The compelling, powerful story of two women, separated by a hundred years, but linked by the lives they choose and the decisions they make. 1849: Bess Hardemon arrives at the grimly Dickensian Priors Heath school, little knowing that she will one day end up as an inspiring and legendary headmistress - but at considerable personal cost. 1970: Sarah Beckett is delighted to gain a place at Priors Heath - as much for the pride of her parents as for herself - but will she fit in? The plight of a nineteenth century schoolteacher, trapped by her duty to her job, is mirrored by a modern day woman's fight to escape the shackles of a broken marriage. Bess Hardemon, a tough and canny young teacher is determined to make a difference at her new school. At the cost of her own chance of finding love, Bess remains trapped by her duty, a confinement echoed a century later by Sarah, who must make her own choice between duty and her efforts to save a broken marriage.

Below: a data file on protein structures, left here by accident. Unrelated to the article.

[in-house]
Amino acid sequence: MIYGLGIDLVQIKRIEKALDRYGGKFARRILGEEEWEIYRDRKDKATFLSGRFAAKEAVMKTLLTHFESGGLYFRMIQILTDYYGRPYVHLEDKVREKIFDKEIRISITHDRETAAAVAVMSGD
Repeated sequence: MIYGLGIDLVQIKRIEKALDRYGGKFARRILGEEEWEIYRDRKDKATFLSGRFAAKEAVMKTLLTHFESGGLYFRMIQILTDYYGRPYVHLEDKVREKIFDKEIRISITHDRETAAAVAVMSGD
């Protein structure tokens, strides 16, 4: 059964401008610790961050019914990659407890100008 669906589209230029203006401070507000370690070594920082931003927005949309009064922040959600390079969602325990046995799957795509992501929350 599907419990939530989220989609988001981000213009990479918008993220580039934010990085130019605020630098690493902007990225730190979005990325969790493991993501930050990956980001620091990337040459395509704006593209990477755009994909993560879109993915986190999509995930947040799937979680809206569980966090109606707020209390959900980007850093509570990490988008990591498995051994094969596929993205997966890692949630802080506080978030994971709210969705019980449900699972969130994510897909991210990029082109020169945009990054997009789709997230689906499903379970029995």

Secrets abound in this gripping tale of a young woman cloistered since birth who discovers that knowledge is no subsitute for experience when she choses to follow her heart over science.Raised by her father in near isolation in the English countryside, Emilie Selden is trained as a brilliant natural philosopher and alchemist. In the spring of 1725, during the English Age of Reason, father and daughter embark upon their most daring alchemical experiment to dateattempting to breathe life into dead matter. But when Emilieagainst her father's wishesexperiences the passion of first love, she decides to listen to her heart over her head.Banished to London and plunged headlong into a society that is both glamorous and ruthless, Emilie discovers that for all her extraordinary education she has no insight into the workings of the human heart.When she tries to return to the world of books and study, she instead unravels a shocking secret that sets her on her true journey to enlightenment.